The third loop commences once the first two are operational. It is in this third loop that deep rest is reached promoting the release of stress. This stress release comes in the form of random physical sensations, feelings, and thoughts. Once our mind connects with the thoughts that originate from this release, we are back in the first loop and the process repeats itself.
During the 20-minute practice, one can move multiple times between the three loops gradually spending more time in the third loop, which results in increased levels of stress release. After each meditation, I feel as if I have exercised for an hour, watched the funniest movie, and hugged all the people I love. All of that for 20 minutes twice a day. Not bad!
The other systemic realization I had during my meditation training was on why we should meditate. It came about as I understood the relationships between our states of consciousness and the physiology we experience with each.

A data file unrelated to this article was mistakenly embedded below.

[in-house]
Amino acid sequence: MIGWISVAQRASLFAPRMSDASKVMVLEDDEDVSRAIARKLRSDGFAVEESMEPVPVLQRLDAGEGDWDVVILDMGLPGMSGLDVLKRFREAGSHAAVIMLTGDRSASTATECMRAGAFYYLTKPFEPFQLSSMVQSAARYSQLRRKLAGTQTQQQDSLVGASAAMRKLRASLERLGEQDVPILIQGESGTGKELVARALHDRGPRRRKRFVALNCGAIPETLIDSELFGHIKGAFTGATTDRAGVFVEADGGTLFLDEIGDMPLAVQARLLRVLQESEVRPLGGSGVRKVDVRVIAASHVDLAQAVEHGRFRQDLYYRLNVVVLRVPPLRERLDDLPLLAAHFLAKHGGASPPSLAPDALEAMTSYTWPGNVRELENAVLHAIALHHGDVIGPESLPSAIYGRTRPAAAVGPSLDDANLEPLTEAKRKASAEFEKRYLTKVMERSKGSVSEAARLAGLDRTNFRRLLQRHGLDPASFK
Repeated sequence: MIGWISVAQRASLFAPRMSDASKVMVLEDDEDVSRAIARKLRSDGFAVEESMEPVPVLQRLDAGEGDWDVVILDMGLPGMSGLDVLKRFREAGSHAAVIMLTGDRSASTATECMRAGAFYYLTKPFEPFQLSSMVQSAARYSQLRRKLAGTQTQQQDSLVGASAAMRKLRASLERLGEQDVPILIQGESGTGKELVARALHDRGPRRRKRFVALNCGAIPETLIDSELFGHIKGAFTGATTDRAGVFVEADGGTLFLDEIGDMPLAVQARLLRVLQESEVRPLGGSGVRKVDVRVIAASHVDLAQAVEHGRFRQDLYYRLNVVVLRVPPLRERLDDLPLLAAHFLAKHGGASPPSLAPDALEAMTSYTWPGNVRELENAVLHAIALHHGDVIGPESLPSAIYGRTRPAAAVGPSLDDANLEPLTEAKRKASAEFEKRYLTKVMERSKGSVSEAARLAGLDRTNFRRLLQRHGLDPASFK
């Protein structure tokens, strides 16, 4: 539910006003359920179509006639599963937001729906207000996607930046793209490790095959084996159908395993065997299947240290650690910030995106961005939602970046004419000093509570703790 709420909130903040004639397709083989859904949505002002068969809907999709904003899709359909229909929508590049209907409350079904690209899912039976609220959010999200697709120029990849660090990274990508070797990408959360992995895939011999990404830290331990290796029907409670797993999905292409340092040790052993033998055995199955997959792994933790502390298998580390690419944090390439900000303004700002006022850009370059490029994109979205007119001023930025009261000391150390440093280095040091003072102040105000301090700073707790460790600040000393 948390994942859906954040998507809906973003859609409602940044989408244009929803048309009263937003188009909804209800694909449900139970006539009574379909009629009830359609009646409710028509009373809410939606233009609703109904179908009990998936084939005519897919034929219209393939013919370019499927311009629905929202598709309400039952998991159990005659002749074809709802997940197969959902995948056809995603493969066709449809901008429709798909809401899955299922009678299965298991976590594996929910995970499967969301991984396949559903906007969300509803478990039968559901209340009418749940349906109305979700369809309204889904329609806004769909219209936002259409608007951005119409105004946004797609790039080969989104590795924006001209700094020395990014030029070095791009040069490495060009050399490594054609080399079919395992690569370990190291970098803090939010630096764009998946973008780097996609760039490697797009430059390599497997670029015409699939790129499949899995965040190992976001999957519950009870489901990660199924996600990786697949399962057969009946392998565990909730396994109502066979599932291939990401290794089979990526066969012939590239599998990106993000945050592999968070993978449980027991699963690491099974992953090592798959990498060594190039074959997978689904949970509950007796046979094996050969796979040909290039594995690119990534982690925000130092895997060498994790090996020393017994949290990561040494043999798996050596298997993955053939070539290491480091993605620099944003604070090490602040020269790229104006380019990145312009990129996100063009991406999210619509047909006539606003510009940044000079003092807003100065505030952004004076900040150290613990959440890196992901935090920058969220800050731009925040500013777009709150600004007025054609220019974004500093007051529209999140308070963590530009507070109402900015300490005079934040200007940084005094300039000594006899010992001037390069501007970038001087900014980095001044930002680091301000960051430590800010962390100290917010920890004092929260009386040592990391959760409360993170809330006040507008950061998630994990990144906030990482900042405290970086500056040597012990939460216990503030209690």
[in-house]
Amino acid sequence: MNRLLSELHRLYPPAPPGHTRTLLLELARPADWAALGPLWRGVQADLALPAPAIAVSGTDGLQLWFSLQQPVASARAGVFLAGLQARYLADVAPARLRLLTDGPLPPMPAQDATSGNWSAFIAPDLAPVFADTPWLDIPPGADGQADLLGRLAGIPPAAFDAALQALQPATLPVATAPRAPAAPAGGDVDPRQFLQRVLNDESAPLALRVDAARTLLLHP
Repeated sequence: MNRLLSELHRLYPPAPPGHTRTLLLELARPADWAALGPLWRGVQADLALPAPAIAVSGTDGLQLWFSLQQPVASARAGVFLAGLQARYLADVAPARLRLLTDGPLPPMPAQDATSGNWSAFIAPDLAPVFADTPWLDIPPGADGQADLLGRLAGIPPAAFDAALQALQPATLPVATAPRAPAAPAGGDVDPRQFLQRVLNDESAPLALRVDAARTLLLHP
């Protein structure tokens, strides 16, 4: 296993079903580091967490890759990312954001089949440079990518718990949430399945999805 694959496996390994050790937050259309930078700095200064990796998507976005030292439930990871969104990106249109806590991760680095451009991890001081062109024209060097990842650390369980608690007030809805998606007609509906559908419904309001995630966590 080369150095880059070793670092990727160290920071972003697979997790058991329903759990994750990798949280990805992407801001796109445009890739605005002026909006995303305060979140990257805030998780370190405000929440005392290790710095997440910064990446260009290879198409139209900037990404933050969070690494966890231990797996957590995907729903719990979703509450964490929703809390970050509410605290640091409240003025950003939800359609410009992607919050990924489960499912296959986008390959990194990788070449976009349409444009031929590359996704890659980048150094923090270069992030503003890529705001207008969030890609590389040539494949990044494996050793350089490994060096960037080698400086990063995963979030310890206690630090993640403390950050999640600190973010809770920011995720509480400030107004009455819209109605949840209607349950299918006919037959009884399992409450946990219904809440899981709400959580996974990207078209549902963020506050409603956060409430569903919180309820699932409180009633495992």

The four states of consciousness and physiology result from the combination of the mind and body being active and at rest. We are all very familiar with being awake and being asleep. These states of consciousness are opposites of each other. We spend the majority of our lives—at least two-thirds—awake, experiencing the full range of cognitive processes, including self-reflection. While asleep, our body and mind are at rest undergoing cell regeneration and energy restoration.
Dreaming, which according to the National Sleep Foundation accounts for 25 percent of the time we are asleep, has forever perplexed scientists, psychologists, and philosophers. However, there is agreement that it is a unique state of consciousness necessary for our wellbeing in which our bodies undergo a level of activity including rapid eye movement, irregular heartbeat and breathing, and heighten brain activity. Scientific American defines dreaming as sensorimotor hallucinations with a narrative structure. In our dreams we can see, hear, and touch within environments that appear completely real. In them we are not mere passive observers but engage in a full range of activities. In essence, we are physically active while our cognitive mind is at rest.